Thursday, July 14, 2011

Montesqueiu and the American Constitution

Montesqueiu’s greatest contribution to our government is his outline for the separation of political power into three branches: the executive, legislative and judicial bodies.

James Madison
James Madison, while defending this principle, cited a lengthy quotation in Federalist Paper Number 47 which demonstrated this idea originated with Montesquieu. We can probably regard Madison as a reliable source as he is considered the "Father of the Constitution" as well as the Bill of Rights. The division and distribution of power from one body to several is not a new concept; the Greeks and Romans attempted similar schemes. What Montesquieu does is to fully investigate the reasons for this divestment of political power into multiple (three) branches and why it is required for maintaining a strong republic and preserving liberty.

In The Spirit of Laws, Montesquieu states that government should consist of one body that makes laws (legislative), one that makes wars and peace, directs the military and foreign relations (executive) and one that punishes criminals (judicial). Montesquieu believed that many governments have become corrupt, weak or collapsed because too much power was invested in too few people, which is one reason for the distribution of power. In addition, concentrating power will naturally lead to decreased liberty for the masses.

"When the legislative and executive powers are united in the same person, or in the same body of magistrates, there can be no liberty…Again, there is no liberty, if the judiciary power be not separated from the legislative and executive."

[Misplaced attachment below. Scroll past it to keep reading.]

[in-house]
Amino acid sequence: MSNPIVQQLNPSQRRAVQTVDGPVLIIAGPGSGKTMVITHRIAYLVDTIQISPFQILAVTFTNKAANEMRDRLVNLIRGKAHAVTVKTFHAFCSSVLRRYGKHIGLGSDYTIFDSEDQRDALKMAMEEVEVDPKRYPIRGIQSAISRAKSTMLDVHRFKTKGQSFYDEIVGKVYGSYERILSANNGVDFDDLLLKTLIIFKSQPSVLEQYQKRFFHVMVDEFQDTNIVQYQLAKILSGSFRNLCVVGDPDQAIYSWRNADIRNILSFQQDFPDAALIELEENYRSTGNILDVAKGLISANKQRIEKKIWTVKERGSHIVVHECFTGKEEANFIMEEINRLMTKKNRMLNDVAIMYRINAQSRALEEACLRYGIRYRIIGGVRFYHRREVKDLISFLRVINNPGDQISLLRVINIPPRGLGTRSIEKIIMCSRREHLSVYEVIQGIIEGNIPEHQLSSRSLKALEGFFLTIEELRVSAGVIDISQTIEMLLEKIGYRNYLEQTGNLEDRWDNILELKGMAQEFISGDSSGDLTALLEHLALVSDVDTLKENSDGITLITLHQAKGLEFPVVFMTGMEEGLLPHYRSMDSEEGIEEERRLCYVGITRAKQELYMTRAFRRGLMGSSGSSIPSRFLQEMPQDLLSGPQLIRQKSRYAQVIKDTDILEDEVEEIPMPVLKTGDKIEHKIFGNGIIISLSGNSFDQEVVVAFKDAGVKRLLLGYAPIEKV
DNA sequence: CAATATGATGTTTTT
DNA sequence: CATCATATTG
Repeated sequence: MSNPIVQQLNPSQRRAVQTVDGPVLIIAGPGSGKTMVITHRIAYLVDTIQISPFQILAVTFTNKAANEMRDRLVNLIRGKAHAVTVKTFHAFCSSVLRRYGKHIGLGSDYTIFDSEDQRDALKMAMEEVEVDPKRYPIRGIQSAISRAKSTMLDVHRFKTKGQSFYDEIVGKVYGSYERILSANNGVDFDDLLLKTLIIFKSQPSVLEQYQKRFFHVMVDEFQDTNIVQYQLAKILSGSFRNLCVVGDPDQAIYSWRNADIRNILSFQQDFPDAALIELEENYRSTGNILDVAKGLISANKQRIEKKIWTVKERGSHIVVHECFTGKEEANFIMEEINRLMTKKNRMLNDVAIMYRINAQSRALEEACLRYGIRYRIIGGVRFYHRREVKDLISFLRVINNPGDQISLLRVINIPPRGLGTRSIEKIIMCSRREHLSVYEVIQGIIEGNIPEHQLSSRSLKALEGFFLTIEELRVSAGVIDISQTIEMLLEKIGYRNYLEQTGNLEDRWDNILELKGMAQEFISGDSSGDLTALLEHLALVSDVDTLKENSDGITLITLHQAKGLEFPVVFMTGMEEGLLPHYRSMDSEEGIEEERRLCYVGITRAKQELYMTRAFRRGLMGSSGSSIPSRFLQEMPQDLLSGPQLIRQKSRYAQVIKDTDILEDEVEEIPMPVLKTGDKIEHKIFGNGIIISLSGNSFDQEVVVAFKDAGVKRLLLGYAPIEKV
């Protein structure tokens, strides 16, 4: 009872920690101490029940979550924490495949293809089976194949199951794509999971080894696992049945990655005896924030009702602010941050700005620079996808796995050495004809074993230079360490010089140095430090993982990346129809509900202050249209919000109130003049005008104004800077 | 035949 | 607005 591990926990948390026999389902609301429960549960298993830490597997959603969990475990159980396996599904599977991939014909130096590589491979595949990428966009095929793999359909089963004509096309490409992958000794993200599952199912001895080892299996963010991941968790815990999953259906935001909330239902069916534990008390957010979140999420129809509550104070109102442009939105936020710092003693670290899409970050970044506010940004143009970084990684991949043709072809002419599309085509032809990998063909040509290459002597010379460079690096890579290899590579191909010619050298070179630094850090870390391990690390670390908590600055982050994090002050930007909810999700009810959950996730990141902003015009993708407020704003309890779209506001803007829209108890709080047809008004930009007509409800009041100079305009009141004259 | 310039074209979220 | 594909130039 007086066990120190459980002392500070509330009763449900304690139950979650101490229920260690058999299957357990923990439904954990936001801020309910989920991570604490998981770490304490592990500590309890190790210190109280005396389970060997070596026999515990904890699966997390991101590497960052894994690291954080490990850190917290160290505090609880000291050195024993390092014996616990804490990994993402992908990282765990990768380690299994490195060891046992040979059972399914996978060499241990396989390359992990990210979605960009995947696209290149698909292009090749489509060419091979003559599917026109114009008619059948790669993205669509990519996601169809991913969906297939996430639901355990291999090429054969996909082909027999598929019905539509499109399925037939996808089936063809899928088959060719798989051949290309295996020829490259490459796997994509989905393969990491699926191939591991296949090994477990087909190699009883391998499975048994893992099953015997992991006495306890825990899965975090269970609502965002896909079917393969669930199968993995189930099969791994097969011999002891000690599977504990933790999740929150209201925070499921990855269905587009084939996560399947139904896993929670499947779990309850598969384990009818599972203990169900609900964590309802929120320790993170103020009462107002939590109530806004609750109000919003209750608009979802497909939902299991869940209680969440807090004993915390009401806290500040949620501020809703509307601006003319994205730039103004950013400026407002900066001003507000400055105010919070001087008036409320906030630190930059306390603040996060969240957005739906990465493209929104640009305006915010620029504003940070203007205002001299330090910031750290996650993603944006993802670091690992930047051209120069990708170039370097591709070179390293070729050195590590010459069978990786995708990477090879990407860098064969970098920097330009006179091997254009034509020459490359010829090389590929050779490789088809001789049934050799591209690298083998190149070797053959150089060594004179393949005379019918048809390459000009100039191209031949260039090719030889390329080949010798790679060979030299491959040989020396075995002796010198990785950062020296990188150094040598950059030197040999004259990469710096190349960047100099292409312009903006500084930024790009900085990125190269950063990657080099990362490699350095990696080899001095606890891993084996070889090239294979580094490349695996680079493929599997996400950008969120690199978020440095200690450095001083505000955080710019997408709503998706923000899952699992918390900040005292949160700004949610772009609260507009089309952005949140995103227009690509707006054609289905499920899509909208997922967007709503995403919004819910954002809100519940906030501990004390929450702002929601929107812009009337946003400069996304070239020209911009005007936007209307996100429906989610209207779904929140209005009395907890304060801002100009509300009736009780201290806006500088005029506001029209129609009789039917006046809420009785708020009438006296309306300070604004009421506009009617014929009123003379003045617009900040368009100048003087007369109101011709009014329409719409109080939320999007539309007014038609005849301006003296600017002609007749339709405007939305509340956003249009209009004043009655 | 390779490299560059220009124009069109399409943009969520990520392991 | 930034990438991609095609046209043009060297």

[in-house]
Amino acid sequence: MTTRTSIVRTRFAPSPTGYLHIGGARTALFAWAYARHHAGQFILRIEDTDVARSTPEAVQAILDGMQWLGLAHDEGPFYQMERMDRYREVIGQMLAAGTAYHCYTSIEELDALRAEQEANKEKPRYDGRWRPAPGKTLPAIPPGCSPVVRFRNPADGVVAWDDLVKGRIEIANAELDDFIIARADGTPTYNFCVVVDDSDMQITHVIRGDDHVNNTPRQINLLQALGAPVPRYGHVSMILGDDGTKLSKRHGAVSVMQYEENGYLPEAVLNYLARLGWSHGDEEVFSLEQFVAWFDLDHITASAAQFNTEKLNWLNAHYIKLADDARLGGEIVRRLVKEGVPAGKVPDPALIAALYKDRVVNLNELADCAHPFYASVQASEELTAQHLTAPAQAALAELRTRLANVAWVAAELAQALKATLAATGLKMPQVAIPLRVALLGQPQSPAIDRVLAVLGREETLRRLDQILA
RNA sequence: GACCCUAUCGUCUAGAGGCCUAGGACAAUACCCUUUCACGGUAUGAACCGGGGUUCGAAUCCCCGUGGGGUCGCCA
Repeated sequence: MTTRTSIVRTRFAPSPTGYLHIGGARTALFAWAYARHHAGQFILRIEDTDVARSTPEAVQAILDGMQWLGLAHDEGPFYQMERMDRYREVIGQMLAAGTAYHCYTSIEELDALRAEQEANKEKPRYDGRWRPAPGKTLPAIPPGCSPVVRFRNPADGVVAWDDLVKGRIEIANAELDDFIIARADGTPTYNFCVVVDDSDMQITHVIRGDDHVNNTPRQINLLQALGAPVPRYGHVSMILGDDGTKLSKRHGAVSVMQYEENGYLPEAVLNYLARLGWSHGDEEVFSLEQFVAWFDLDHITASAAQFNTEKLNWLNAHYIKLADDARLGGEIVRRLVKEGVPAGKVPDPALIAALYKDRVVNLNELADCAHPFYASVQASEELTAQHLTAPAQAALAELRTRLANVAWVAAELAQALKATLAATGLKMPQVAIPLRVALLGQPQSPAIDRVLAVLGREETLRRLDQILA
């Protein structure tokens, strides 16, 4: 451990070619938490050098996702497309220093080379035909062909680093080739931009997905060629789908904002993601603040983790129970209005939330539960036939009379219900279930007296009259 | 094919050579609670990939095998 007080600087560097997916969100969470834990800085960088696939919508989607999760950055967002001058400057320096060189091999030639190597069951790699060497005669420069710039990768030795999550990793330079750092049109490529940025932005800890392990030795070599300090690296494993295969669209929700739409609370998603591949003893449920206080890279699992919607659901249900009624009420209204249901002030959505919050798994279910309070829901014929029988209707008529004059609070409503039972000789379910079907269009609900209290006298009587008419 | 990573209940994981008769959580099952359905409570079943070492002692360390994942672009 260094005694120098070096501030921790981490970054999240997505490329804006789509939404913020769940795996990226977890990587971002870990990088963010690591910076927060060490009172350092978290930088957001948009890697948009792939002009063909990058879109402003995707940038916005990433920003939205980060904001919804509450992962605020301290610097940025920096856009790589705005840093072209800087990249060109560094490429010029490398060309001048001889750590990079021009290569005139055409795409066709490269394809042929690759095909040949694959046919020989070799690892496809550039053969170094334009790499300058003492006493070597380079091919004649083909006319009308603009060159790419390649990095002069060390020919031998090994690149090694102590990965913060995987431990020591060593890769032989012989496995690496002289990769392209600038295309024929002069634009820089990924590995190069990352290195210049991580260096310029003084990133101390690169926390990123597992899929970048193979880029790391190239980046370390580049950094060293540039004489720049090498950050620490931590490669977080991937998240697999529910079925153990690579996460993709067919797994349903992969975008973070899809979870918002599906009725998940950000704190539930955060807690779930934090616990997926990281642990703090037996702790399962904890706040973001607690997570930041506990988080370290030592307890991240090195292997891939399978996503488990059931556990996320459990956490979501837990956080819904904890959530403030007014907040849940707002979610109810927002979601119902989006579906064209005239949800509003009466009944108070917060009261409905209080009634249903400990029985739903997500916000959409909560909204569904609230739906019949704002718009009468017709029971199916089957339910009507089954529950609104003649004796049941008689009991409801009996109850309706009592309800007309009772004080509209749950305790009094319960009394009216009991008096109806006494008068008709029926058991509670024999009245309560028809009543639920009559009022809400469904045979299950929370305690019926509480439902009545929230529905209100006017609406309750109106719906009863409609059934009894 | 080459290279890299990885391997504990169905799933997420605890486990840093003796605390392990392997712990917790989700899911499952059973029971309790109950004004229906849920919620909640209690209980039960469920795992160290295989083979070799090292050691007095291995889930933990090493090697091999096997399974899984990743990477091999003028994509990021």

It is noteworthy that John Locke, discussed previously, proposed to separate power between a legislative and an executive. However, he retained the judicial powers with the executive.

Montesquieu also proposed checks and balances between the different powers. This included dividing the legislative power into two bodies.

“The legislative body being composed of two parts, they check one another by the mutual privilege of rejecting. They are both restrained by the executive power, as the executive is by the legislative." In addition, Montesquieu believed that the judicial power should decide court cases, not the executive, but the executive should be allowed to overrule the courts: for example by granting a pardon.

The Spirit of Laws also made several other contributions to our government:

No cruel and unusual punishments

Montesquieu cites the Valerian and Porcian laws passed in ancient Rome which exempted Roman citizens from degrading and shameful forms of punishment (such as scourging with rods or whips and crucifixion).

In addition, he believed that if punishments are too strict criminals would become "inured to the cruelty of punishments, would no longer be restrained by those of a milder nature". In other words, we should make the punishment fit the crime and not exceed it.

State Rights

We need strong provinces to have a strong republic, so let states have some control in their governance.

Freedom of speech

"It is not the words that are punished, but an action in which words are employed".

Therefore is OK to say you want to overthrow our government, but don’t actually try it.

Equal rights for women

Montesquieu supports suffrage for woman which he says can flourish in a republic and contribute to its success. "In republics women are free by the laws and restrained by manners". For example women had more rights in ancient Greece and this likely explains the success of that ancient government. Montesquieu also states that women make better leaders as they have "more lenity and moderation, qualifications fitter for a good administration than roughness and severity".

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